• Installing fixed metal detectors or providing hand-held metal detectors, where appropriate and in accordance with recommendations of security consultants, to detect guns, knives, or other weapons;
  • Using a closed-circuit recording on a 24-hour basis for high-risk areas and placing curved mirrors at hallway intersections or in areas where sightlines are obscured;
  • Locking all unused doors to limit access but in accordance with local fire codes;
  • Installing bright, effective lighting, both indoors and outdoors, and replacing burned-out lights, broken windows, and locks; and
  • Locking automobiles at all times and keeping automobiles well maintained for use in the field.

Administrative controls—management policies and workplace practices—to prevent or mitigate workplace violence include:

  • Conducting workplace violence hazard and security analyses, with a list of risk factors identified and how specific hazards will be addressed. Analyses may include analyzing vehicles used to transport clients or patients.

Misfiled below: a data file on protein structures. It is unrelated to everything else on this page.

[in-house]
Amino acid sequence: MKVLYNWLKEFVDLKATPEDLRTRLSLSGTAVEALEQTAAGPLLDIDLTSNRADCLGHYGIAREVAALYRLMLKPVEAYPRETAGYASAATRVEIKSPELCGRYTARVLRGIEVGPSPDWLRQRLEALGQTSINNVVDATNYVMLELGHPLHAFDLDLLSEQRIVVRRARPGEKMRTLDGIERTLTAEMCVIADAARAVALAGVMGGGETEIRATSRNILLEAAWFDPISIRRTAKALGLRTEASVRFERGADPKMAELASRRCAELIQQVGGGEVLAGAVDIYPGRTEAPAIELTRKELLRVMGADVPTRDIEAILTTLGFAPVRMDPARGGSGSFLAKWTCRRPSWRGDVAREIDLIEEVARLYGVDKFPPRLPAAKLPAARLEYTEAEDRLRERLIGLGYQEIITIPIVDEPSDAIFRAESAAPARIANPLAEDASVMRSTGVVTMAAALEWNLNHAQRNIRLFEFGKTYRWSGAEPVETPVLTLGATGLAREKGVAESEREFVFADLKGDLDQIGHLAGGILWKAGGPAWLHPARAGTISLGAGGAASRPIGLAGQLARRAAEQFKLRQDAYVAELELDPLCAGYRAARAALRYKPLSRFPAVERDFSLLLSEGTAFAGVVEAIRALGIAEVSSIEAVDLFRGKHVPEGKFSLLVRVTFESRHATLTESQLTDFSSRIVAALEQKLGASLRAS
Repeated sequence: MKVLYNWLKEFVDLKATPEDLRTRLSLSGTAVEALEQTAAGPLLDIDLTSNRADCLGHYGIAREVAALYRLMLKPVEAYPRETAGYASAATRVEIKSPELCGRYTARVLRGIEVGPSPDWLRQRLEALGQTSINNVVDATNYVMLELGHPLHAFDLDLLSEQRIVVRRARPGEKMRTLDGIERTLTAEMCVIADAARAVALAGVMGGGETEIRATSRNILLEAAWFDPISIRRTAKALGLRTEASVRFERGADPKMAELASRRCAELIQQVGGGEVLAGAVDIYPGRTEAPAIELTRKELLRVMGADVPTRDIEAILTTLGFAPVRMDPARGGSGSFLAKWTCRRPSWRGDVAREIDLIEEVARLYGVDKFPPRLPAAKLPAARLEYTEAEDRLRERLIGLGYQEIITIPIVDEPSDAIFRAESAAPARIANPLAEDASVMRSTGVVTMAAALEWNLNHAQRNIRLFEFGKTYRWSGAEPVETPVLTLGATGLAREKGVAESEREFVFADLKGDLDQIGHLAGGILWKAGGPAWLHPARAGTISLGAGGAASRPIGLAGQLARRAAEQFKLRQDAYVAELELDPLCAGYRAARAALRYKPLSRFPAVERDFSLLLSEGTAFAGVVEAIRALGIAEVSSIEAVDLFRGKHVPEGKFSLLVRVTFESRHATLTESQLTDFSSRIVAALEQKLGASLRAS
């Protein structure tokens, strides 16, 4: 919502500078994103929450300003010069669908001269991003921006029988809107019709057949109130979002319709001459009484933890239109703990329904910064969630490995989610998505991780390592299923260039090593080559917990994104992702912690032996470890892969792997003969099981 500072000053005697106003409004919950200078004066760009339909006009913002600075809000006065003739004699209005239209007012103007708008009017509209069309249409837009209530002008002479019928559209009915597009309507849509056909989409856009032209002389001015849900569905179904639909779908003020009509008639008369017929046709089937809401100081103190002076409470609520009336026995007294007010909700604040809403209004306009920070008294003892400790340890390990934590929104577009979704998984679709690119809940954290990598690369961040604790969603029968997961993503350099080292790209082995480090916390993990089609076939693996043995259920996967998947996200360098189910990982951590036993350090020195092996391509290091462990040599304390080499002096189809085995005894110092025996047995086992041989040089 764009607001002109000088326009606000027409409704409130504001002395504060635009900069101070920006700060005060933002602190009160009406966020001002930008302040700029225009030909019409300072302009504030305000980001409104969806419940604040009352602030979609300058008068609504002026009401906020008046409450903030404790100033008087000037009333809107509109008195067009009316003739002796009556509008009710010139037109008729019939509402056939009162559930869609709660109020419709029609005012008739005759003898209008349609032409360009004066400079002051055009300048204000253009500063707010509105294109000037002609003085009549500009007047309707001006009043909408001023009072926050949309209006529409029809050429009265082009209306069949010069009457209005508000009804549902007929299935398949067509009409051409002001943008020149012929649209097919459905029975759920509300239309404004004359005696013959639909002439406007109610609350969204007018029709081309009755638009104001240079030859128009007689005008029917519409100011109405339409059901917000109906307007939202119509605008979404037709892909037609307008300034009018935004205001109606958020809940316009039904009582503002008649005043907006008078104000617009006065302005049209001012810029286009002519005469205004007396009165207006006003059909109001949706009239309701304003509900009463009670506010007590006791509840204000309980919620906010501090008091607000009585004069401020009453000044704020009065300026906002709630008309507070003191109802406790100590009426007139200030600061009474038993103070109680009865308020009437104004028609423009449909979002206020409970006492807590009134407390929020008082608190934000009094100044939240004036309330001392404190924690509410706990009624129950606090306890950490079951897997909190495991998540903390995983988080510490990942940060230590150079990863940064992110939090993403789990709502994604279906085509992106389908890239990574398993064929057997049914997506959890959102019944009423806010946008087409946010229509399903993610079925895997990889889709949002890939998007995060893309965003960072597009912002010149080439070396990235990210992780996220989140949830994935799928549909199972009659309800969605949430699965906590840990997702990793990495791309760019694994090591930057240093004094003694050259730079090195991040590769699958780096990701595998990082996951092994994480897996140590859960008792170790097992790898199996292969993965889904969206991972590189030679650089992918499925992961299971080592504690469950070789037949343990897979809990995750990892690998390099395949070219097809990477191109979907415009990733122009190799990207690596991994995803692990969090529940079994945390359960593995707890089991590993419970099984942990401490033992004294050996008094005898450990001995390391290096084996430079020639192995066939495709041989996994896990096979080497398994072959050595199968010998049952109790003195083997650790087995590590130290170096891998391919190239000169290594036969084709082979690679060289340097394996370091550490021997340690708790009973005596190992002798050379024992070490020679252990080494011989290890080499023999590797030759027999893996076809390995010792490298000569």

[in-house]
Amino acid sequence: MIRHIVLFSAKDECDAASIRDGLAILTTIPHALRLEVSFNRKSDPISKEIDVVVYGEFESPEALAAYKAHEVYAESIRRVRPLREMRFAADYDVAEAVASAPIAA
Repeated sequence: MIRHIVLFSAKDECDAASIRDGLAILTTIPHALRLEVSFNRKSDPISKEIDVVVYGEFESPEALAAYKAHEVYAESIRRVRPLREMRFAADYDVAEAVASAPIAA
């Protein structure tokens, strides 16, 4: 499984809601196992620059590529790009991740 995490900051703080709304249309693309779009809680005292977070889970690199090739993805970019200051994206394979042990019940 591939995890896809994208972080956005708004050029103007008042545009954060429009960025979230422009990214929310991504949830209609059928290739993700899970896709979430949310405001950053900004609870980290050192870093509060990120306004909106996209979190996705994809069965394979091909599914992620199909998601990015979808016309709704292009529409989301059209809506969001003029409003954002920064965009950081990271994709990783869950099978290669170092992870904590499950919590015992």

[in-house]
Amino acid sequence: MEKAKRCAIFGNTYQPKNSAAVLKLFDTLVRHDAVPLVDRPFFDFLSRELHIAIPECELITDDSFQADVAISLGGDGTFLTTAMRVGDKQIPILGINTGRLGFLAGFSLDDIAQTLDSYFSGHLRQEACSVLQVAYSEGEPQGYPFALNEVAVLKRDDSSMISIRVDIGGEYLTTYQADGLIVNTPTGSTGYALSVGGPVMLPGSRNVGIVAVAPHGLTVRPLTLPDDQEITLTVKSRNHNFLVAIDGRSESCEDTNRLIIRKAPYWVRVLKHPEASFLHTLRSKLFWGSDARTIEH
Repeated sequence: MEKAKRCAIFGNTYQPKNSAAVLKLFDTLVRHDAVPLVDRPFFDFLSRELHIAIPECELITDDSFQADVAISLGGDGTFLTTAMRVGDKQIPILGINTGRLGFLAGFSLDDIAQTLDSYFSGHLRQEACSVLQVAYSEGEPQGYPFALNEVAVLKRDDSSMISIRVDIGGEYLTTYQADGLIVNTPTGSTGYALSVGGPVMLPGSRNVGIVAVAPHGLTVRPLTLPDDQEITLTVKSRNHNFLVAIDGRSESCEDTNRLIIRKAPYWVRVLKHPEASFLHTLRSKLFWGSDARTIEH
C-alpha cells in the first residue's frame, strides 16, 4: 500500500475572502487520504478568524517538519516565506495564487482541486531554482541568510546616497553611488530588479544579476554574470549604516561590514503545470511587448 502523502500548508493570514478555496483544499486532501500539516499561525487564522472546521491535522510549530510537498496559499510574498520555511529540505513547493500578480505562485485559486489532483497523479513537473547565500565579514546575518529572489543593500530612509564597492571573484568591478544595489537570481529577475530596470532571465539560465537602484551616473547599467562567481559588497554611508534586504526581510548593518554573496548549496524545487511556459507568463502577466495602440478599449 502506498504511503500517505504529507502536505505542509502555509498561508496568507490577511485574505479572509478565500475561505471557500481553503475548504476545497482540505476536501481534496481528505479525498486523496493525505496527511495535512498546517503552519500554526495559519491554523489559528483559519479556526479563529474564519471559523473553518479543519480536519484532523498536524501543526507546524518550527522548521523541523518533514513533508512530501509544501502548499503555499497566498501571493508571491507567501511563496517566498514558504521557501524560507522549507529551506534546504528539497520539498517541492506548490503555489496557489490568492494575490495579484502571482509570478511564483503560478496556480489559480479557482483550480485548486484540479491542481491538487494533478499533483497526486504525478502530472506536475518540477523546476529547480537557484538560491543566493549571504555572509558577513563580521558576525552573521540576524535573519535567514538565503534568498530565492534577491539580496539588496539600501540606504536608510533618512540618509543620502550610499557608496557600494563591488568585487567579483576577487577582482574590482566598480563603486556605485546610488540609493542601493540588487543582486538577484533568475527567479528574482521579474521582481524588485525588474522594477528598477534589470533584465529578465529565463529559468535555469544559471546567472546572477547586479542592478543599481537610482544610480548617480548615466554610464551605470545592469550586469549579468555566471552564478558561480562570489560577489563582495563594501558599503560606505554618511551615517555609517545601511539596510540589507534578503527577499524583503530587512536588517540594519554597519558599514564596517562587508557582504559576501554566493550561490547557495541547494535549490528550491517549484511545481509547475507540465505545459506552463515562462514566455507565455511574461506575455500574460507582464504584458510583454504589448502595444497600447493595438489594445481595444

• Developing a comprehensive, written workplace violence prevention program, or improving an existing one, then reviewing it at least annually for any needed updates or improvements.
  • Designing a recordkeeping system for reporting incidents of violence and reviewing reports after each incident and at least annually to analyze incident trends.
  • Using trained security officers to deal with aggressive behavior.
  • Developing procedures and responsibilities to be taken in the event of a violent incident.
  • Training emergency response teams responsible for immediate care of victims and debriefing victims and coworkers, as well as providing Human Resources employee assistance following incidents.
  • Promptly responding to all complaints of violence, following written security procedures, and providing management support during emergencies.
  • Providing employees with training on workplace violence, using written outlines or lesson plans, and advising employees of company procedures for requesting police assistance or filing charges when assaulted and helping them do so.

In 1996, National Institute for Occupational Safety and Health (NIOSH) researchers compiled a current intelligence bulletin on violence in the workplace. The NIOSH findings inform many of OSHA’s employers’ guidelines and internal directives, as well as the workplace violence prevention rulemaking.